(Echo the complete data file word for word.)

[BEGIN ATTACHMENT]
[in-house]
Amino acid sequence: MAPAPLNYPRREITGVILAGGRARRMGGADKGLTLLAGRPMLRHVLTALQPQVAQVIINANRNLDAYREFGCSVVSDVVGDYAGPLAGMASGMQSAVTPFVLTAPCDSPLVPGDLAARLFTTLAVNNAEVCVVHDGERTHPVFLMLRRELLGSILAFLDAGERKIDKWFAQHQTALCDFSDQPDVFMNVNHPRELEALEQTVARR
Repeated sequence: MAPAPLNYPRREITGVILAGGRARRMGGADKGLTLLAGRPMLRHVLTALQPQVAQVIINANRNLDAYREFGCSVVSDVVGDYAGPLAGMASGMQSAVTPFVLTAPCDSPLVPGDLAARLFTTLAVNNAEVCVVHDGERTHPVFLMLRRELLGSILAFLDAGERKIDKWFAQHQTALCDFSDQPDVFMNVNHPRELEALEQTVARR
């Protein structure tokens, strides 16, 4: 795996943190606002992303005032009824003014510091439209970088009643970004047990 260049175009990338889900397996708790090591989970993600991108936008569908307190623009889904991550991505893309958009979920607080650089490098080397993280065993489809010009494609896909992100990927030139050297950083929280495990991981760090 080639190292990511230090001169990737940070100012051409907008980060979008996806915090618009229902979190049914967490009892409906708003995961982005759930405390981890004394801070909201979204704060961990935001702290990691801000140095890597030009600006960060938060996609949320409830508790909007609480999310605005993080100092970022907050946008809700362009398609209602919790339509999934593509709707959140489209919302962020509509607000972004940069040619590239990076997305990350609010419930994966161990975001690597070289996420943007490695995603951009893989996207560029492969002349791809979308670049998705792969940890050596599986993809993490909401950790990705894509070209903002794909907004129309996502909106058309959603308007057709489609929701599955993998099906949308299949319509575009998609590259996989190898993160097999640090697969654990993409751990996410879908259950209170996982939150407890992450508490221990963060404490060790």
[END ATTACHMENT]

[in-house]
Amino acid sequence: MAPAPLNYPRREITGVILAGGRARRMGGADKGLTLLAGRPMLRHVLTALQPQVAQVIINANRNLDAYREFGCSVVSDVVGDYAGPLAGMASGMQSAVTPFVLTAPCDSPLVPGDLAARLFTTLAVNNAEVCVVHDGERTHPVFLMLRRELLGSILAFLDAGERKIDKWFAQHQTALCDFSDQPDVFMNVNHPRELEALEQTVARR
Repeated sequence: MAPAPLNYPRREITGVILAGGRARRMGGADKGLTLLAGRPMLRHVLTALQPQVAQVIINANRNLDAYREFGCSVVSDVVGDYAGPLAGMASGMQSAVTPFVLTAPCDSPLVPGDLAARLFTTLAVNNAEVCVVHDGERTHPVFLMLRRELLGSILAFLDAGERKIDKWFAQHQTALCDFSDQPDVFMNVNHPRELEALEQTVARR
């Protein structure tokens, strides 16, 4: 795996943190606002992303005032009824003014510091439209970088009643970004047990 260049175009990338889900397996708790090591989970993600991108936008569908307190623009889904991550991505893309958009979920607080650089490098080397993280065993489809010009494609896909992100990927030139050297950083929280495990991981760090 080639190292990511230090001169990737940070100012051409907008980060979008996806915090618009229902979190049914967490009892409906708003995961982005759930405390981890004394801070909201979204704060961990935001702290990691801000140095890597030009600006960060938060996609949320409830508790909007609480999310605005993080100092970022907050946008809700362009398609209602919790339509999934593509709707959140489209919302962020509509607000972004940069040619590239990076997305990350609010419930994966161990975001690597070289996420943007490695995603951009893989996207560029492969002349791809979308670049998705792969940890050596599986993809993490909401950790990705894509070209903002794909907004129309996502909106058309959603308007057709489609929701599955993998099906949308299949319509575009998609590259996989190898993160097999640090697969654990993409751990996410879908259950209170996982939150407890992450508490221990963060404490060790």